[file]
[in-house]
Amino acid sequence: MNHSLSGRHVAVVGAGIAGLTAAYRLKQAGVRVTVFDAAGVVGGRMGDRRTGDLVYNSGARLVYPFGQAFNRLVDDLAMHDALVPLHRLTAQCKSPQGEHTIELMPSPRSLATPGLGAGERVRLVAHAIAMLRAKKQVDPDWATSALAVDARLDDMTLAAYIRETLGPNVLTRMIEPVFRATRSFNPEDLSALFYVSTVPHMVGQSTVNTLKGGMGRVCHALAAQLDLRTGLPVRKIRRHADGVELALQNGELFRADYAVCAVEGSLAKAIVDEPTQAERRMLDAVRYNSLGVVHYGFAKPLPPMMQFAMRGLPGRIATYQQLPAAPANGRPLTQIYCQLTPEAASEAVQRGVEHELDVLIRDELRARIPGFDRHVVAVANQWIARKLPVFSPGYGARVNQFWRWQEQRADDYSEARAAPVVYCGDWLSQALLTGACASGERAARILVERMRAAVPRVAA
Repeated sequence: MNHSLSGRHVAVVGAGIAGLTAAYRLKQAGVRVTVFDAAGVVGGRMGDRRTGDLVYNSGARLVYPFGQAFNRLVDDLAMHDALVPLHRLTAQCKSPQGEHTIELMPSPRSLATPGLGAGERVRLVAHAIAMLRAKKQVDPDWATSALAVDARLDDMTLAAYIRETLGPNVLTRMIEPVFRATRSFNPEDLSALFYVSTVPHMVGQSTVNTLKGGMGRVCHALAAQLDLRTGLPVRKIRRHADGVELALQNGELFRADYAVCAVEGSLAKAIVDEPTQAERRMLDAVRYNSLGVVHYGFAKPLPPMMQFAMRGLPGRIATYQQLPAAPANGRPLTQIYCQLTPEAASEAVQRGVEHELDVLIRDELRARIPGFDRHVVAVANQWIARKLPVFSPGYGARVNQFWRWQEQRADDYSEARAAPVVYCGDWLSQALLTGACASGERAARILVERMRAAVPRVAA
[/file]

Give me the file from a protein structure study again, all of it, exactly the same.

[in-house]
Amino acid sequence: MNHSLSGRHVAVVGAGIAGLTAAYRLKQAGVRVTVFDAAGVVGGRMGDRRTGDLVYNSGARLVYPFGQAFNRLVDDLAMHDALVPLHRLTAQCKSPQGEHTIELMPSPRSLATPGLGAGERVRLVAHAIAMLRAKKQVDPDWATSALAVDARLDDMTLAAYIRETLGPNVLTRMIEPVFRATRSFNPEDLSALFYVSTVPHMVGQSTVNTLKGGMGRVCHALAAQLDLRTGLPVRKIRRHADGVELALQNGELFRADYAVCAVEGSLAKAIVDEPTQAERRMLDAVRYNSLGVVHYGFAKPLPPMMQFAMRGLPGRIATYQQLPAAPANGRPLTQIYCQLTPEAASEAVQRGVEHELDVLIRDELRARIPGFDRHVVAVANQWIARKLPVFSPGYGARVNQFWRWQEQRADDYSEARAAPVVYCGDWLSQALLTGACASGERAARILVERMRAAVPRVAA
Repeated sequence: MNHSLSGRHVAVVGAGIAGLTAAYRLKQAGVRVTVFDAAGVVGGRMGDRRTGDLVYNSGARLVYPFGQAFNRLVDDLAMHDALVPLHRLTAQCKSPQGEHTIELMPSPRSLATPGLGAGERVRLVAHAIAMLRAKKQVDPDWATSALAVDARLDDMTLAAYIRETLGPNVLTRMIEPVFRATRSFNPEDLSALFYVSTVPHMVGQSTVNTLKGGMGRVCHALAAQLDLRTGLPVRKIRRHADGVELALQNGELFRADYAVCAVEGSLAKAIVDEPTQAERRMLDAVRYNSLGVVHYGFAKPLPPMMQFAMRGLPGRIATYQQLPAAPANGRPLTQIYCQLTPEAASEAVQRGVEHELDVLIRDELRARIPGFDRHVVAVANQWIARKLPVFSPGYGARVNQFWRWQEQRADDYSEARAAPVVYCGDWLSQALLTGACASGERAARILVERMRAAVPRVAA